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Chromatography is a fundamental technique in analytical chemistry. It is a versatile method used to separate, identify, and analyze complex mixtures of substances. By utilizing the principle of differential migration, chromatography allows scientists to study the components within a sample and determine their quantity. Its versatility makes it an essential technique in chemistry, biochemistry, pharmaceuticals, forensics, environmental analysis, and many others. [1-4]

In addition to its ability to separate complex mixtures into individual components, chromatography allows for quantitative analysis. Scientists can accurately determine concentrations by measuring peak areas or heights on chromatograms obtained from detectors coupled with chromatographic systems.

Furthermore, chromatography provides insights into chemical interactions between compounds and their affinity for specific stationary phases. This knowledge aids in understanding molecular structures and properties and identifying unknown substances.

Principles of Chromatography

The chromatographic process involves two key phases: the mobile phase and the stationary phase. The mobile phase is a fluid that carries the sample through the system. In contrast, the stationary phase is a solid or liquid material that remains fixed. Chromatography operates on the principle of separation based on physical properties, specifically the differential affinities of components for the mobile and the stationary phase. [1,2]

The sample mixture is introduced into the system during chromatography and interacts with both phases. The different components of the mixture exhibit varying degrees of affinity for each phase. Traveling through the system, they experience different interaction rates with the mobile and stationary phases, leading to separation.

The separation occurs due to differences in factors such as the components’ solubility, polarity, size, charge, or other physical properties. Components with stronger interactions with the stationary phase will move slowly through it. In comparison, those with stronger interactions with the mobile phase will move faster.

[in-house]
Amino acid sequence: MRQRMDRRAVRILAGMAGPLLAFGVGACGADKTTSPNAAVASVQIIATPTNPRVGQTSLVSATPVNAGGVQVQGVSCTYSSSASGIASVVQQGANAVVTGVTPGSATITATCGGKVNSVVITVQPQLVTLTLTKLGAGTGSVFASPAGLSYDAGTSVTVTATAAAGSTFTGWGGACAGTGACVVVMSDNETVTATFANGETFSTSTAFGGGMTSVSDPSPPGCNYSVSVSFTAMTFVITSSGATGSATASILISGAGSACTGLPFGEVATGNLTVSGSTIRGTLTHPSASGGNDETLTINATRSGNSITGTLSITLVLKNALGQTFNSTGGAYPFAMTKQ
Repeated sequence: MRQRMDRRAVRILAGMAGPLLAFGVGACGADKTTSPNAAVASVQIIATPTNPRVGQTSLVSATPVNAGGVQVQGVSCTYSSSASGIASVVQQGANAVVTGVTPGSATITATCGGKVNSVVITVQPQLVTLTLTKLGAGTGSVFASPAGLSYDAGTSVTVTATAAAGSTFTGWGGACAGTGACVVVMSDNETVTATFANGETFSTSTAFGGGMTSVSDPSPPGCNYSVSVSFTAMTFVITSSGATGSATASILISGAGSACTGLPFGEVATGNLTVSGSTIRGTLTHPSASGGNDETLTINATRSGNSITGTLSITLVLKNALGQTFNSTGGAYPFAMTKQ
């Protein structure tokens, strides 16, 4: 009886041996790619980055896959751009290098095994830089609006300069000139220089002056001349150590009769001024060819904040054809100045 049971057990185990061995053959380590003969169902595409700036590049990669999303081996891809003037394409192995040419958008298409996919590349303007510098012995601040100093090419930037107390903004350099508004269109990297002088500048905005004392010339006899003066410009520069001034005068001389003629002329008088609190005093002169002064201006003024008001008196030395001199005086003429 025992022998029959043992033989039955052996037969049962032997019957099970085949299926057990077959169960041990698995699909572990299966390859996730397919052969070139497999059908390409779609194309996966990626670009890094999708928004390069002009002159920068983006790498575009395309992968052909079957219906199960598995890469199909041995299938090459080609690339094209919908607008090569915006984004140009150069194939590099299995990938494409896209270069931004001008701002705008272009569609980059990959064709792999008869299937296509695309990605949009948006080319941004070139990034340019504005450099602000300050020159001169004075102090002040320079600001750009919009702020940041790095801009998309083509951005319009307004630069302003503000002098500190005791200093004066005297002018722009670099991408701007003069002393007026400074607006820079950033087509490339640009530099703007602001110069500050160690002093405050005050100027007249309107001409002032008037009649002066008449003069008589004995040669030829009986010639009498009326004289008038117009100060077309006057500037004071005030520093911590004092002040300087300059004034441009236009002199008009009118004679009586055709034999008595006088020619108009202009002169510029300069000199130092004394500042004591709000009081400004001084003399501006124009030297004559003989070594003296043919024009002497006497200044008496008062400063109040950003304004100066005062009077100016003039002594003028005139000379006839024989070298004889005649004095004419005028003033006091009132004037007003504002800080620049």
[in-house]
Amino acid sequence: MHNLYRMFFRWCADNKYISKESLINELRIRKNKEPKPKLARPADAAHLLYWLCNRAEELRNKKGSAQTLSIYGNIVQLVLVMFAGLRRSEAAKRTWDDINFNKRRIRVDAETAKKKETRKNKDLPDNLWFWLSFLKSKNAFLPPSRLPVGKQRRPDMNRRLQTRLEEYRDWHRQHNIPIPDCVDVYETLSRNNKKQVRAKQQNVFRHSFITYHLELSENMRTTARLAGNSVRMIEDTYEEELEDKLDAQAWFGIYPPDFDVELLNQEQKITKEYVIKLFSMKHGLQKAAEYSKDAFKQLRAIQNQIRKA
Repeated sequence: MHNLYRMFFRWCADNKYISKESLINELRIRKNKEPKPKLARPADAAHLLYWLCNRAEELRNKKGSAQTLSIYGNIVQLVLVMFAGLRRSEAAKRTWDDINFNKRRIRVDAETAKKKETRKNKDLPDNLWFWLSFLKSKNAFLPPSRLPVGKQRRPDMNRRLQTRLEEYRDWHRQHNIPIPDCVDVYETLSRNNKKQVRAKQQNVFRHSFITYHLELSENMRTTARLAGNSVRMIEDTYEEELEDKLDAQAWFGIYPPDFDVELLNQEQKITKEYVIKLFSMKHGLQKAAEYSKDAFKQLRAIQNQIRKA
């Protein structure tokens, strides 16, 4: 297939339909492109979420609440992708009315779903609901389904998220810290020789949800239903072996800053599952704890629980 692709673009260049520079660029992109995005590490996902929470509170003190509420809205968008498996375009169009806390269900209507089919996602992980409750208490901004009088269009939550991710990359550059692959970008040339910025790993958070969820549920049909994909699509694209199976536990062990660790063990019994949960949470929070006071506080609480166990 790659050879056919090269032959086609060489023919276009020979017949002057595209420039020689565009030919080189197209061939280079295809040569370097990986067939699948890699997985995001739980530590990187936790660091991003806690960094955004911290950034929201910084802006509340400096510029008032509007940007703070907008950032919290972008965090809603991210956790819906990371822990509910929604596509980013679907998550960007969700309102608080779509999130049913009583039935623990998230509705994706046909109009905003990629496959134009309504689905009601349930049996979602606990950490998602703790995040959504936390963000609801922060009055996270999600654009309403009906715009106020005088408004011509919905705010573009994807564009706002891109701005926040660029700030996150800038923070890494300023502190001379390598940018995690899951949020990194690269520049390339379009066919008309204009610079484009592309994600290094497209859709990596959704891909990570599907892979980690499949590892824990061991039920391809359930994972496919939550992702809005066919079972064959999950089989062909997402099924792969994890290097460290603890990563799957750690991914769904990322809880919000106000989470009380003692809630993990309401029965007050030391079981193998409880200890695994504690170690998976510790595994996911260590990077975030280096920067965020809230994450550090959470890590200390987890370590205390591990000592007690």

Chromatography can achieve highly precise separations by carefully selecting appropriate stationary and mobile phases and adjusting experimental conditions such as temperature or pressure. The separated components can then be collected and further analyzed or identified.

Types of Chromatography

There are several chromatography techniques, each with unique features and applications. These include: [1,2]

Thin-layer chromatography (TLC) is a simple and cost-effective technique that utilizes a stationary phase coated on a thin layer of support material, such as glass or plastic. It is commonly used for qualitative analysis, compound identification, and reaction progress monitoring. TLC offers quick separation results but may need more resolution than other techniques.


Gas chromatography (GC) separates volatile compounds using a gaseous mobile phase. The sample mixture is vaporized and injected into a column packed with a stationary phase. GC is highly sensitive and provides excellent resolution, making it suitable for analyzing volatile organic compounds in various industries such as environmental analysis, forensics, and pharmaceuticals.

Liquid chromatography (LC) encompasses several sub-techniques, including normal phase LC, reverse phase LC, ion exchange LC, size exclusion LC, and affinity chromatography. It employs a liquid mobile phase to separate analytes based on their interactions with the stationary phase. LC is versatile and widely used in pharmaceutical analysis, food testing, environmental monitoring, and many other fields.

High-performance liquid chromatography (HPLC) is an advanced form of liquid chromatography that utilizes high pressures to achieve faster separations with improved resolution. HPLC offers enhanced sensitivity and can handle small and large biomolecules such as proteins or nucleic acids. It finds applications in drug discovery research, quality control analysis in pharmaceutical industries, and forensic toxicology screening, among others.


Chromatography is employed within laboratories to purify compounds effectively, deriving pure samples from mixtures. Moreover, it quantifies reactants or products and assesses percentage purity. Analytical chemists extensively utilize chromatography for diverse experimental purposes, encompassing the detection and isolation of pure compounds. Chromatography extends its application to monitoring the presence of pesticides, fungicides, and contaminants in food and drinking water and scrutinizing the levels of contaminants in manufactured food. Furthermore, chromatography plays a pivotal role in forensic science investigations. [1]


Q.1. What are elution, eluent, and eluate in chromatography?

Ans. Elution is extracting compounds or molecules from a stationary phase by passing a solvent or a mobile phase through it. The eluent is the solvent or mobile phase that moves through the stationary phase, carrying the target compounds. The eluate is the resulting solution that contains the separated or purified compounds after they have been eluted from the stationary phase by the eluent.